Parents of ADHD Kids Need Privacy Too

There are plenty of challenges with an ADHD child. Early on, we realized that parenting was going to be a very active endeavor. Ignoring, by which I mean not actively engaging, a normal child might get you a pout. Ignoring an ADHD child will result in anything from a minor tantrum to a full-on meltdown. Most ADHD children will just ignore your request for privacy/alone time and barge in anyway. And, we learned that leaving your creative ADHD child alone can sometimes result in some interesting problem solving (DIY haircut).

My husband, my daughter and I live in a very small house (750 square feet) with almost no interior doors. For parents of a normal child, trying to get some adult alone time would be challenging. For parents of an ADHD child, this may seem impossible. Without sharing TMI, I’ll just say that we haven’t succumbed to that fate. I’ll explain how we manage to get some privacy and keep our ADHD child happy/occupied.

1 – Stop hiding your romantic life from your kids.It’s completely natural for parents to be affectionate with each other. It’s ok to tell your kid that you need some privacy for a certain amount of time. Your child will benefit from having parents who are connected with each other and happily not frustrated.

2 – Lower your expectations.Obviously you can’t lock yourselves up for hours on end. Save those marathon moments for when your kids are at ballet class or at playdates. To keep connected in the meanwhile, learn the art of the quickie. If it’s hard to get right to it, learn the art of flirting on the smart phone and get things started ahead of time.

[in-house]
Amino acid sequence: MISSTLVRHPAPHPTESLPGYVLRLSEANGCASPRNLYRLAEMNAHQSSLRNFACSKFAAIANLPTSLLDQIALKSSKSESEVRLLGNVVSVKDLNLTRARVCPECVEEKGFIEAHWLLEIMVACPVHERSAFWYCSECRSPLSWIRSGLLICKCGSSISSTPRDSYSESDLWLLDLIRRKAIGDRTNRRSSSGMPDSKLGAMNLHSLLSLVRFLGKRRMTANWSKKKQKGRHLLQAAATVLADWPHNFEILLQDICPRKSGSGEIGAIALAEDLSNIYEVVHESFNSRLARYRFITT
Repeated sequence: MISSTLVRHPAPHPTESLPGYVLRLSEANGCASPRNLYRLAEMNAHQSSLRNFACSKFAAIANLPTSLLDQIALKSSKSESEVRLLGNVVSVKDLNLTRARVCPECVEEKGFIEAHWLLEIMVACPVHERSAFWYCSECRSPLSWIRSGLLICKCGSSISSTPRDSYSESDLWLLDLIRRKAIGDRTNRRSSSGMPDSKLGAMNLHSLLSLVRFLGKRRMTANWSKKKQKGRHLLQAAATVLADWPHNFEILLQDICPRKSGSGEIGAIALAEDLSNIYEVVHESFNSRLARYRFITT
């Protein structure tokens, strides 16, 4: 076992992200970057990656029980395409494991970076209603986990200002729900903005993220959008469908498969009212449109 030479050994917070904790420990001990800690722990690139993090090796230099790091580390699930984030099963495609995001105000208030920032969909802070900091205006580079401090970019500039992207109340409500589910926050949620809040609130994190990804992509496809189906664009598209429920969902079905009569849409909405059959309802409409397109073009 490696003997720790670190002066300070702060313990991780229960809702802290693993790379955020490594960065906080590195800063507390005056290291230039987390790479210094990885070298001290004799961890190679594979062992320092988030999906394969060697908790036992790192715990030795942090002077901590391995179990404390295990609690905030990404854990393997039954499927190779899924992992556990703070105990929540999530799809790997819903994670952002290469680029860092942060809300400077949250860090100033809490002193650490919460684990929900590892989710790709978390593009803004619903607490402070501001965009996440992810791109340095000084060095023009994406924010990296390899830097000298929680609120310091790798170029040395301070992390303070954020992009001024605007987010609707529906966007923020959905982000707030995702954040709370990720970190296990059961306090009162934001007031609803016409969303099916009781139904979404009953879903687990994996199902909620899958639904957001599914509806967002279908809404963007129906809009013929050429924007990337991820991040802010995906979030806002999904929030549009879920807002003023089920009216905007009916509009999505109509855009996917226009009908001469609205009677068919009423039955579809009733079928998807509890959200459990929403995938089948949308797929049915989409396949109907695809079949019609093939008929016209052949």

3 – Share the fun.I can’t imagine anything more irritating than seeing someone sneak off for a good time while leaving you hanging out with nothing to do. Don’t do this to your child. Create a special “private time” bag with toys for your child to play with when, and only when, mommy and daddy need some privacy.

4 – Be predictable.ADHD kids have no concept of time. Use a kitchen timer so there is an end in sight for your child. Make sure you give yourself enough time. To prevent premature interruptions, you may want to try out this method before actually needing privacy, increasing increments of time until you’re sure you can get your child to give you ample private time.

5 – Leverage TV and computer games.If you can, do not let your ADHD child watch TV or play any video/computer games. TV has this wonderful opiate effect on most kids, even those with ADHD. Combined with the timer, you can usually get an 30 minutes if the child is not accustomed to watching TV or playing video games and can be distracted with it.

6 – Don’t feel guilty.Your child will eventually grow up and have to learn to entertain themselves. Although it seems like you and your partner are the only ones benefiting, enabling your child to occupy themselves independently of other people is a skill they will need when they get older. Help them gain independence now in a familiar setting.

Finally, if you do get private time, make sure you offer rewards and lots of praise if they leave you alone and occupy themselves without destroying the house or themselves.


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